That evening our steamer sailed away for Havana, and as the sun went down in the west I sat on the deck smoking my last cigarrito, wrapped in smoke and thought, and saw the palm-fringed shore of Mexico slowly sink down in the horizon and fade away from sight. From sight, but not from memory! Beautiful, unfortunate Mexico; in all my after years, what visions of thee and thine will haunt me day and night!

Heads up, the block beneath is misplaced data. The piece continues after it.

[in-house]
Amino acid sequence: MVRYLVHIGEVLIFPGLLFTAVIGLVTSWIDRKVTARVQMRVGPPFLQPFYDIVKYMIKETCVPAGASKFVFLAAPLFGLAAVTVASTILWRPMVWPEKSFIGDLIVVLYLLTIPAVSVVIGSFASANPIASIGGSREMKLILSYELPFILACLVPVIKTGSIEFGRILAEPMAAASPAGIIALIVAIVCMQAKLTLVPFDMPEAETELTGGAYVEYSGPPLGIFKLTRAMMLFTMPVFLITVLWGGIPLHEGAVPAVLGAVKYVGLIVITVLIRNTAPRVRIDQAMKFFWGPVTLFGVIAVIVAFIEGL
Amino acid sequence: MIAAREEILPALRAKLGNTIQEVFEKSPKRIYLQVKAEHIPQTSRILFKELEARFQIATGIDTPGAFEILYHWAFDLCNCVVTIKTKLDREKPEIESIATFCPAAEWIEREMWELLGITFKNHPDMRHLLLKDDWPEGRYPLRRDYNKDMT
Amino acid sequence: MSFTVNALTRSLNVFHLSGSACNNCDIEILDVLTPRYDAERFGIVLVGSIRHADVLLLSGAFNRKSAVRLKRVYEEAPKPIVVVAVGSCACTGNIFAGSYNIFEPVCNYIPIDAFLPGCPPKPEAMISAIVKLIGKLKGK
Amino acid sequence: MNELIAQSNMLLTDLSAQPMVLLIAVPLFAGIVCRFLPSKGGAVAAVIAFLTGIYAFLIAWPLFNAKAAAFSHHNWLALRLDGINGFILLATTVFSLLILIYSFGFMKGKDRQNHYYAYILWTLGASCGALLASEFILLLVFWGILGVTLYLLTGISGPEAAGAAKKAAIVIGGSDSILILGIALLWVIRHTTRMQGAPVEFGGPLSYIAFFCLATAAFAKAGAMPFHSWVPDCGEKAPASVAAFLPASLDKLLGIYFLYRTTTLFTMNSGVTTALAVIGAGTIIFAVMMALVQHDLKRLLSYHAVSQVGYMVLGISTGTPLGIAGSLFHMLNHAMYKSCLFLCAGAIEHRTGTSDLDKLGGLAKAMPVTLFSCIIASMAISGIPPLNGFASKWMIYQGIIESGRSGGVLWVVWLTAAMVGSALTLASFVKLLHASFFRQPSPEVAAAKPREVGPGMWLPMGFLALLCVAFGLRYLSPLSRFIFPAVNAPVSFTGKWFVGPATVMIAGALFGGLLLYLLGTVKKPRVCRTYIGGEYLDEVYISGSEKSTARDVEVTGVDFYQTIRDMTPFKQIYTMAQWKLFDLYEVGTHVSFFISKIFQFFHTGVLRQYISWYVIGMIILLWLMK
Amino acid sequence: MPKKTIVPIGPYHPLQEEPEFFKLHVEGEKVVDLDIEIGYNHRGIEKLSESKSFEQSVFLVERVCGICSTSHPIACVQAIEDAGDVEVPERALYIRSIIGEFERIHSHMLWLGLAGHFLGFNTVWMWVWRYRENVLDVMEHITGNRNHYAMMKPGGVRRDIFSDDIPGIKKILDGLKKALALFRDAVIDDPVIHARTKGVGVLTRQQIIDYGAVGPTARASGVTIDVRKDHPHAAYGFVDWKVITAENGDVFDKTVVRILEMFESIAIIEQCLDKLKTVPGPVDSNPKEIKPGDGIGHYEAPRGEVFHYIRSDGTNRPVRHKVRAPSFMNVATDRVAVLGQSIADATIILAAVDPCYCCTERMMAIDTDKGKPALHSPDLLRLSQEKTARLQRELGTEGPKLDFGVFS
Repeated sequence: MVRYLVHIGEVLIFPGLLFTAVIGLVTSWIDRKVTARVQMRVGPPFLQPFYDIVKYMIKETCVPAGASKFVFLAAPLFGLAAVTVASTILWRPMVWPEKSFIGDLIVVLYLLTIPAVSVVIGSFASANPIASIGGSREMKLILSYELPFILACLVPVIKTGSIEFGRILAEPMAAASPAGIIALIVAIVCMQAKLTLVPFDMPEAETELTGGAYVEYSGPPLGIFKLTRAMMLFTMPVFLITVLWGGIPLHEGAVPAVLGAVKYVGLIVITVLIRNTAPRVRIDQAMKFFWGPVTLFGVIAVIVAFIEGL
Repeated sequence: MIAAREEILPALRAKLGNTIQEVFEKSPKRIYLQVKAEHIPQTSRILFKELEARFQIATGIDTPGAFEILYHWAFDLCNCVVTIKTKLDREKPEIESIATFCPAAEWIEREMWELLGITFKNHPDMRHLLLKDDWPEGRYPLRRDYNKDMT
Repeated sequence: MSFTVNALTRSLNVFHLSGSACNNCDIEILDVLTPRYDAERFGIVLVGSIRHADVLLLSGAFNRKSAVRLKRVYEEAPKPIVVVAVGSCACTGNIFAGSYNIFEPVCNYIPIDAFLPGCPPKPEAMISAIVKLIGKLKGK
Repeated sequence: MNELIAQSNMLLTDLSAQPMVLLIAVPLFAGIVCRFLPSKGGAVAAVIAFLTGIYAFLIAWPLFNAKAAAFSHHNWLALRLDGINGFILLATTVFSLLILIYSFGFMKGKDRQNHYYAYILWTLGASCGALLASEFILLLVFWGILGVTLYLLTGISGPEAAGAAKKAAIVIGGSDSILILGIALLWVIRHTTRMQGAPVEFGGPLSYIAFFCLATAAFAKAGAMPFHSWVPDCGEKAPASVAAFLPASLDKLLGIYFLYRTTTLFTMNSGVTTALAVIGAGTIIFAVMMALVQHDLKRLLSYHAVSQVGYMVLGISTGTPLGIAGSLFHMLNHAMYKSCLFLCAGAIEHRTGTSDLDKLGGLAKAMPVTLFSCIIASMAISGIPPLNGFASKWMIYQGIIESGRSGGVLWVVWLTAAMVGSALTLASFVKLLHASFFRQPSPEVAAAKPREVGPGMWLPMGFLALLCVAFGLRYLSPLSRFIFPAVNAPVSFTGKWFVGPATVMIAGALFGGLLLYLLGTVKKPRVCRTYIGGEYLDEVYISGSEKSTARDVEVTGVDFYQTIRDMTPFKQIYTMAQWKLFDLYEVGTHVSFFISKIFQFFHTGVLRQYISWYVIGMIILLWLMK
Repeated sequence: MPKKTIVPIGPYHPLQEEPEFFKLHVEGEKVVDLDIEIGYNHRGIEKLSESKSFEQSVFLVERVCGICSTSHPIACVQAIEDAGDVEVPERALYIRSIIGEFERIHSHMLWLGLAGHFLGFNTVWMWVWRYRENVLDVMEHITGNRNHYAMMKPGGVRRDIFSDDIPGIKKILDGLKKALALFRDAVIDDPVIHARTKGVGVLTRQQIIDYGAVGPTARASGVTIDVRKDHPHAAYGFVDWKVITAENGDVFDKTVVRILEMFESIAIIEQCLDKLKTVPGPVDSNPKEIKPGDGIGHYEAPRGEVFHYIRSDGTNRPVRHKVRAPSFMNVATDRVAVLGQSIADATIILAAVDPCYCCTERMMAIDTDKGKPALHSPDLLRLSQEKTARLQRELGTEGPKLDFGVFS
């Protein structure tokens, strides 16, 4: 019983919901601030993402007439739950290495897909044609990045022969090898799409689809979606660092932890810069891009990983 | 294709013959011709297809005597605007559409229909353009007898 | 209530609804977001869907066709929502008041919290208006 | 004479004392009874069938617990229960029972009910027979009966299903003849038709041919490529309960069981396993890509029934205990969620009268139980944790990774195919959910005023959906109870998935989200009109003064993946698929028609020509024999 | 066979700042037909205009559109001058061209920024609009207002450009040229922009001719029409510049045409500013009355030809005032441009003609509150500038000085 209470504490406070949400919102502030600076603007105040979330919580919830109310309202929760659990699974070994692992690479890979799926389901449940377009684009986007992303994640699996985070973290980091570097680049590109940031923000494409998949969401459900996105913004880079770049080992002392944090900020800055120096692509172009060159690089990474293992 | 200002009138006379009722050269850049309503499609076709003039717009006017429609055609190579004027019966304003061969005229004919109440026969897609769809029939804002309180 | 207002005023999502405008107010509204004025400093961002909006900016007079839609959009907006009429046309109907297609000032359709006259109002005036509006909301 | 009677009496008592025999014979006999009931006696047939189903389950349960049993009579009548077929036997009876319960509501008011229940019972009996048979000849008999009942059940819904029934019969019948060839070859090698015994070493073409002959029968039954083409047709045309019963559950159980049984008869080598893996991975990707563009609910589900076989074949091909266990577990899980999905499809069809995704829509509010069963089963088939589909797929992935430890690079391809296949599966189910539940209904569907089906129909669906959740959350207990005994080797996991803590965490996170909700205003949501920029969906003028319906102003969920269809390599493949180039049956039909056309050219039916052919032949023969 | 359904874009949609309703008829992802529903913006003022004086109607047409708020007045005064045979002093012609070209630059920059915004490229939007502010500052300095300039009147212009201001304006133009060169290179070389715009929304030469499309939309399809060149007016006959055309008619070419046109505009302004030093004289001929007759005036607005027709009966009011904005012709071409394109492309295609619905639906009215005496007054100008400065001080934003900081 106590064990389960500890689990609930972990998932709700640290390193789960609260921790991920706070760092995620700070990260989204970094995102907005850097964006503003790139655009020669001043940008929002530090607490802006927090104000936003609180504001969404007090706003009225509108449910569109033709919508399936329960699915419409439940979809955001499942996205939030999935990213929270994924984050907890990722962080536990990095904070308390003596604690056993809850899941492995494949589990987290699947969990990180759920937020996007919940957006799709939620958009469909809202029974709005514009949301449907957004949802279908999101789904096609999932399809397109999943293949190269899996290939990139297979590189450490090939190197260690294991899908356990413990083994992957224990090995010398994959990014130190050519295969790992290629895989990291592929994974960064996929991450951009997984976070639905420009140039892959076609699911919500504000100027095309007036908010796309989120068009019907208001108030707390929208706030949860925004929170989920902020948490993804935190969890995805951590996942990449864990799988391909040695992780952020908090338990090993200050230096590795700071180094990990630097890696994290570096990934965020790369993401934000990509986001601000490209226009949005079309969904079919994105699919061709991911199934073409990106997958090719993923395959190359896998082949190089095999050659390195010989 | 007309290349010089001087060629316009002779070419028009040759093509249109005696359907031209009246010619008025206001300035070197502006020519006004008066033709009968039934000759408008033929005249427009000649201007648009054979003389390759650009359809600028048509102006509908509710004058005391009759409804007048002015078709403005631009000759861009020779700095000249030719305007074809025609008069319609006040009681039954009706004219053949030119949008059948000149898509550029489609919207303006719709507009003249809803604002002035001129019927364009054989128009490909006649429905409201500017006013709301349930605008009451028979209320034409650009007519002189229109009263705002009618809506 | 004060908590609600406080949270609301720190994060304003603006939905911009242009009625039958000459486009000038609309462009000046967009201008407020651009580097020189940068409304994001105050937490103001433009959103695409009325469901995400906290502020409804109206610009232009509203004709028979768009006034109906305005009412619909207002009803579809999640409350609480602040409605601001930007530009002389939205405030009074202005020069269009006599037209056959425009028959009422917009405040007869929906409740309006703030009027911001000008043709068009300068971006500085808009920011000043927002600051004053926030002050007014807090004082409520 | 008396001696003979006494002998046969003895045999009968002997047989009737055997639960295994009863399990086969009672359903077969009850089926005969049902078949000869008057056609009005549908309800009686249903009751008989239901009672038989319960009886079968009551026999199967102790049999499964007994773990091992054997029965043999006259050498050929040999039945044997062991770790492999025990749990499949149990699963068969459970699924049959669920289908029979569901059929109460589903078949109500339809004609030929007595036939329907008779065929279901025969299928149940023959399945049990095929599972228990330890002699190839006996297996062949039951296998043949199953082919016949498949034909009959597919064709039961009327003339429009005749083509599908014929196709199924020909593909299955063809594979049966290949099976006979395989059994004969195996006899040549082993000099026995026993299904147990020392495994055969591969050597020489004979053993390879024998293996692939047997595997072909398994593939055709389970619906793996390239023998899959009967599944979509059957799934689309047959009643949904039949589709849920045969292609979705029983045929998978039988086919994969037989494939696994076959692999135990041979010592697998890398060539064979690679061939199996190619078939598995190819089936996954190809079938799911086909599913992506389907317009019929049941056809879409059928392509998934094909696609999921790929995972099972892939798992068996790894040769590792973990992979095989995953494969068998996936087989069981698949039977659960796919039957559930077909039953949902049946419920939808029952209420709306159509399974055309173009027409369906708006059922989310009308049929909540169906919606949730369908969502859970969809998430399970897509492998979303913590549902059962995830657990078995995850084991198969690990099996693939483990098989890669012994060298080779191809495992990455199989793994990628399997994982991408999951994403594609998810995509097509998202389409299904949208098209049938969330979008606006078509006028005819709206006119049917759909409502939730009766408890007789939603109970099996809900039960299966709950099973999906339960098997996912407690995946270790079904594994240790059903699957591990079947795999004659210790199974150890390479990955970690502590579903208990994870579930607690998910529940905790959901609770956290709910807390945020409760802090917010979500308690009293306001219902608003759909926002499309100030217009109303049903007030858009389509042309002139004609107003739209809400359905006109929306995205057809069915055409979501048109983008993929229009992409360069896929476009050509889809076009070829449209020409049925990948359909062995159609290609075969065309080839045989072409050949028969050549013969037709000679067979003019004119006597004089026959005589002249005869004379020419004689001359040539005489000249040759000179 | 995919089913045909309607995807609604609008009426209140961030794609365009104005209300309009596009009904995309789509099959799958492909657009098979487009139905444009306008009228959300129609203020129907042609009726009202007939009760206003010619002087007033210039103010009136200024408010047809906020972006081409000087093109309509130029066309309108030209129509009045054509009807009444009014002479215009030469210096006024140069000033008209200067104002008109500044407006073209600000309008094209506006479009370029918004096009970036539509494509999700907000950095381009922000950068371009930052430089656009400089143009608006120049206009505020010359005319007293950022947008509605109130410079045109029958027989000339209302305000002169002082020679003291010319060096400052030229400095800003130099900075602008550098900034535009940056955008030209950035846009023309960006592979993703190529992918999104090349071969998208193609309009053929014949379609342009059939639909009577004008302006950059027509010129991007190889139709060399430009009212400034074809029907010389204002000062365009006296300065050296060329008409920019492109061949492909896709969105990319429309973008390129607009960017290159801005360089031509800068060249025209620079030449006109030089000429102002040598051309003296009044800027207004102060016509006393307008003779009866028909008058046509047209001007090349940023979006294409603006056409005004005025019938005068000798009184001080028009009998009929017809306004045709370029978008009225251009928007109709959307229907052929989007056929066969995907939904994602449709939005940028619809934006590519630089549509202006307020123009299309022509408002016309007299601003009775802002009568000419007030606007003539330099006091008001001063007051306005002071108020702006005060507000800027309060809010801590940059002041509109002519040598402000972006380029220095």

Again shall I see the gay flotilla moving up the Laguna de Cayutlan, the wooded hills and tropical valley of La Calera; Colima—the beloved of the sun—with her gardens, ruins, and palm groves, and her great smoking volcano for a back ground, will be before me. Again shall I see the gallant cavalcade and the flashing arms of the Guard of Jalisco, filing through the great Barranca de Beltran, or moving by torchlight over the hills of San Marcos. I shall see the full, round moon rise over beautiful Guadalajara, and hear the soft love song and notes of the light guitar, or watch the beauties of Mexico's cities floating through the voluptuous mazes of the danza. Again I shall see the blaze, and listen to the roar of the fire-balls, as they come crashing down into the dark depths of the earth, in the mines of Guanajuato. Again shall I tread your bloodstained battle fields, on which the problem of free government in America was decided; again stand by the little mound of stones and the three black crosses which mark an epoch in the world's history, amid the waving corn-fields at the foot of the lone Cerro de Las Campanas. Again, and yet again, shall I tread the deserted halls of Chapultepec, and look down on the fair valley and city of Mexico, and up to mighty Popocatapetl crowned with eternal snow. Again shall I stand where